La Câtel Fort is teaming with history. Built in the 1780’s in order to defend Grève de Lecq Bay from French invasion, the fort was armed with three fearsome 32-pounder guns on traversing platforms. A detachment of 15 artillerymen and a sergeant were billeted in the guardhouse to help safeguard our coasts from unfriendly invasions
Address: Greve de Lecq, St Mary, Jersey
Rozel is a picturesque cove on the north coast of Jersey whose pier today provides facilities and protection for a variety of leisure craft and small fishing boats.
Although the jetty was not built until 1829, Rozel was a harbour as early as the 13th century, providing a natural and safe anchorage from all but severe northerly storms. Rozel Bay was named after Rosel Manor. Rosel is the old French form of roseau, a reed.
Address: La Grande Route De Rozel, St. Martin, Jersey
The manorial chapel is dedicated to St Ann, and was, after the Reformation, like all similar structures, degraded to the base uses of a barn. The late Seigneur restored the edifice in very correct taste, beneficed a chaplain, and caused service to be regularly performed there.Address: Rosel Manor, La Grande Route De Rozel, St. Martin, JE3 6AX
Sited in a beautiful location a grape’s throw from the North Coast, La Mare Wine Estate was originally a working farm devoted to apple trees in the days when Jersey was renowned for its cider. After falling into disrepair in the war in 1940 it was taken over and the first commercial vineyards were planted in 1972. The typically Jersey farmhouse, lawns and vines present an attractive area in which to wander, picnic or enjoy award winning Jazz.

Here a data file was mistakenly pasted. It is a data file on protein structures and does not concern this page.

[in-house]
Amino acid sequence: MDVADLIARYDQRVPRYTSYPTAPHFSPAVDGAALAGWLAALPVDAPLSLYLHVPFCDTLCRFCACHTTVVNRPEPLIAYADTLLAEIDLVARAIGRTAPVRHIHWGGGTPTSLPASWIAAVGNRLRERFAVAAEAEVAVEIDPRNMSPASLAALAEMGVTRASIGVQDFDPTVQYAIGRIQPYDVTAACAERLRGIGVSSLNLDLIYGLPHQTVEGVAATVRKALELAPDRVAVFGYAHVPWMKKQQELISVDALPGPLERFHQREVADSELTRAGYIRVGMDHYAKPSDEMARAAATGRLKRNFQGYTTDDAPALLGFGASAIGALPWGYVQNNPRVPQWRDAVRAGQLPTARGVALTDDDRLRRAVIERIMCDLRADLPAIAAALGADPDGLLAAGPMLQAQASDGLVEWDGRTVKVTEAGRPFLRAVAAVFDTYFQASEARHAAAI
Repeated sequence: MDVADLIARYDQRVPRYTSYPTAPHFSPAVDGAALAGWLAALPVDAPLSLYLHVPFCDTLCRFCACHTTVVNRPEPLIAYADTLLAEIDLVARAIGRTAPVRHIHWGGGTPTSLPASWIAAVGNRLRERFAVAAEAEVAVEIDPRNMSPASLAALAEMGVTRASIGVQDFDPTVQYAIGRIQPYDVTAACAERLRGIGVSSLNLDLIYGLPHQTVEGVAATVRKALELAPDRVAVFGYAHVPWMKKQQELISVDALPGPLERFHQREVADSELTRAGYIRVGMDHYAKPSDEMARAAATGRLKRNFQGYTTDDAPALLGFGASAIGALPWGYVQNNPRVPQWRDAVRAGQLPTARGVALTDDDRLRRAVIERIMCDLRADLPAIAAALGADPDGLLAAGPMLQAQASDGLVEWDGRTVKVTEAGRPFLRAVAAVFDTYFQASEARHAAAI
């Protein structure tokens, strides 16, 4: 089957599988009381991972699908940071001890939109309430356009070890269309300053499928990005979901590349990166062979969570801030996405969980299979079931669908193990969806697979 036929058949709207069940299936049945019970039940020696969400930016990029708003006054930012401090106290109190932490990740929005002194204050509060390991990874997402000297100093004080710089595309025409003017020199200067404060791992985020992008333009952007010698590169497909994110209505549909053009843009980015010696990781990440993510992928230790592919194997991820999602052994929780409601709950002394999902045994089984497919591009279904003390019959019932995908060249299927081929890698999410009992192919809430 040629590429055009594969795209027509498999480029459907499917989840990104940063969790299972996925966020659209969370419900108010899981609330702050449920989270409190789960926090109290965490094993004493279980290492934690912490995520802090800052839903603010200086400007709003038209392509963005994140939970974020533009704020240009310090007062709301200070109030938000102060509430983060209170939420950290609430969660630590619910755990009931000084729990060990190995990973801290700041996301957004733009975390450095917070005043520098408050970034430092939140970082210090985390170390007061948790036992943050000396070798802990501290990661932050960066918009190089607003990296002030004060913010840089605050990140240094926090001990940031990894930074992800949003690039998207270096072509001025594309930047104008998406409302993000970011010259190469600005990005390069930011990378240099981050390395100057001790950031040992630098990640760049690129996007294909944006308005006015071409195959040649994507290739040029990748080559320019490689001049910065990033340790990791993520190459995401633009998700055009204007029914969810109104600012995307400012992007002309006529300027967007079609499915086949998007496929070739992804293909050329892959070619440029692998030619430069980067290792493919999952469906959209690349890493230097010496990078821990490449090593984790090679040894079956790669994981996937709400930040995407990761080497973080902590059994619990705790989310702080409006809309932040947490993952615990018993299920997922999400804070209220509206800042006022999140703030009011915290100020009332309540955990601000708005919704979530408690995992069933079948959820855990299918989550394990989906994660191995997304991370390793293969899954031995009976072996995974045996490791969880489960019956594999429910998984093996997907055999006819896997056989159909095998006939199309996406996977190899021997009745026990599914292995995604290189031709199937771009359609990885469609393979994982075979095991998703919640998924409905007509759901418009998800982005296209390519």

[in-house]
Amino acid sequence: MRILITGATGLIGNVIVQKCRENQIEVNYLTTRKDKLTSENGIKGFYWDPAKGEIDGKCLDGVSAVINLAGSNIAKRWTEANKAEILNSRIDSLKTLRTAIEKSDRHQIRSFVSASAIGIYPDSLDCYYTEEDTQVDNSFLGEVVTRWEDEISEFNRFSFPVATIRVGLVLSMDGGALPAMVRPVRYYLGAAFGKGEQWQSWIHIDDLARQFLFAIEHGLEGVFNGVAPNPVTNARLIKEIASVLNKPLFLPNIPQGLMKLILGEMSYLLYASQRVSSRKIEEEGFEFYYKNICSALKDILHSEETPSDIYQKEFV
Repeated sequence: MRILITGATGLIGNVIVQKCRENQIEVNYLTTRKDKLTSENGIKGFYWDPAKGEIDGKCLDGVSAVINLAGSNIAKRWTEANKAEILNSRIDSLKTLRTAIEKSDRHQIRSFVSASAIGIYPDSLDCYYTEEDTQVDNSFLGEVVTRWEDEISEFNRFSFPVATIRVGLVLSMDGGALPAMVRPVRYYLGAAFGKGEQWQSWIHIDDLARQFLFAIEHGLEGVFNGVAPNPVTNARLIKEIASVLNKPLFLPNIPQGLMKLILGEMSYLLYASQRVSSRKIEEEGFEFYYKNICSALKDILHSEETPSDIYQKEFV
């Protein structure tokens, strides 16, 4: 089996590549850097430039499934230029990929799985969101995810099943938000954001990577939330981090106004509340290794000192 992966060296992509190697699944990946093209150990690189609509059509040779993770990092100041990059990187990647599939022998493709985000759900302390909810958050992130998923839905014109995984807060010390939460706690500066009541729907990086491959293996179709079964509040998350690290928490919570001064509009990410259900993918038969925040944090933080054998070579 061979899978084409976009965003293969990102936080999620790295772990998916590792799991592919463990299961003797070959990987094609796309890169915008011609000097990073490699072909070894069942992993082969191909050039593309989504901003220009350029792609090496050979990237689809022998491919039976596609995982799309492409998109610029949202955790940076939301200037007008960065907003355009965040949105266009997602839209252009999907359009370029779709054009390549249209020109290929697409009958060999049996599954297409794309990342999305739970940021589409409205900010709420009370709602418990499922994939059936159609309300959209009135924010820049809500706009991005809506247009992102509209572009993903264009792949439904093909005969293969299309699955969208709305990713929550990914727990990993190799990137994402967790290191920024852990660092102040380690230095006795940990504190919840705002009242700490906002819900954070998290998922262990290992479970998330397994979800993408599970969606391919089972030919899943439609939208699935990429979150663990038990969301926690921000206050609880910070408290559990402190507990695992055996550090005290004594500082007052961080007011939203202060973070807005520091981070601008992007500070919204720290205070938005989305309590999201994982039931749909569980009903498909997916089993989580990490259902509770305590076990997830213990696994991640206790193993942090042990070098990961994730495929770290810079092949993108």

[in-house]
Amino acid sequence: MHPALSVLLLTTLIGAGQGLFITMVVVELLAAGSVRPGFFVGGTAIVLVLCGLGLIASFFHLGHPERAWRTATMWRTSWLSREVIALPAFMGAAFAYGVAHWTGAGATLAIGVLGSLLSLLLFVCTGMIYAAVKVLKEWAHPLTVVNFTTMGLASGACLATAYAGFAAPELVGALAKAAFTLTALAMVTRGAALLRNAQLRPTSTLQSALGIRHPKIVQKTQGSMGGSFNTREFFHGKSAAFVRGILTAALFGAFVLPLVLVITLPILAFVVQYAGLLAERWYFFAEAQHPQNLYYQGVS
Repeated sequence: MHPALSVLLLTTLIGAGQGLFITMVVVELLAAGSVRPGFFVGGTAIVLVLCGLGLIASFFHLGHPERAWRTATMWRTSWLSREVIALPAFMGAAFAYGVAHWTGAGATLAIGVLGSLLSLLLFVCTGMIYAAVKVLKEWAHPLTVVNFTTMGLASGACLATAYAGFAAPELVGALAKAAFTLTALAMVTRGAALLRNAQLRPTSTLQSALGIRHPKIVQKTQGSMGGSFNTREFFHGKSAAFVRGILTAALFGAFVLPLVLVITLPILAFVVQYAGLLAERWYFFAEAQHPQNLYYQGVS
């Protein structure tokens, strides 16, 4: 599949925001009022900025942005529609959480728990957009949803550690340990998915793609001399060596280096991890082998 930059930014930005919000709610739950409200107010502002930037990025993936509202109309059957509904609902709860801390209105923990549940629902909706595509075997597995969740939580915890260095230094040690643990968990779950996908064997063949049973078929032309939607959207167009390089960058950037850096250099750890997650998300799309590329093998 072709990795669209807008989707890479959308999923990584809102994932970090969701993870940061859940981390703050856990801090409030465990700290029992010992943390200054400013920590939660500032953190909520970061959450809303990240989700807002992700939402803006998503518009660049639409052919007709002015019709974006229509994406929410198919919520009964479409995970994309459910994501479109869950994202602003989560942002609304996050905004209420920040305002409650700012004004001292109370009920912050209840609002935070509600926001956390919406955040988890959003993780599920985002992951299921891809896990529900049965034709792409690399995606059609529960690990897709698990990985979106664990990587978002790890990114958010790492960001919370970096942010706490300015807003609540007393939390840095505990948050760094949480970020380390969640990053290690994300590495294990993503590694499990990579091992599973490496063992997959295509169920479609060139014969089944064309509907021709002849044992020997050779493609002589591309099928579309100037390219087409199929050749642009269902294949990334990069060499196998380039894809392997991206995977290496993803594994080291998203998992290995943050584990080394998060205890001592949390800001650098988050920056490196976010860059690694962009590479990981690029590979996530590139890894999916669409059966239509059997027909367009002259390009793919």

Address: La Route de Hogue Mauger, St Mary, JE3 3BA
Mont Orgueil, popularly known as Gorey Castle, is Jersey's most iconic landmark. Situated on the east coast of the island, the Castle was built in the 13th century to defend the island from attack by the French, whose coast could easily seen from the Castle battlements just 14 miles away. Unused and ruined in the 1600s, it subsequently became the main Jersey prison before being renovated in the 18th century for soldier's accommodation. It became a major tourist attraction in the mid-19th century after a visit by Queen Victoria, and became a museum in 1929. It remains the most famous and popular site in the Channel Islands and is breathtaking to visit.
Address: Gorey Village Main Rd, Gorey, Grouville JE3 6ET
Extending to a depth of 40ft on two floors, this impressive bunker was the Command Post (‘Leitstand’) for the naval coastal artillery battery ‘Lothringen’ located here and the only German naval coastal artillery battery to be established in Jersey during the Occupation. While defense installations at Noirmont Point date from as early as 1941, it was Hitler's fear of an Allied invasion on the French Atlantic coast which led to the construction of this large command bunker in 1944 which has been restored including various gun emplacements and an observation tower.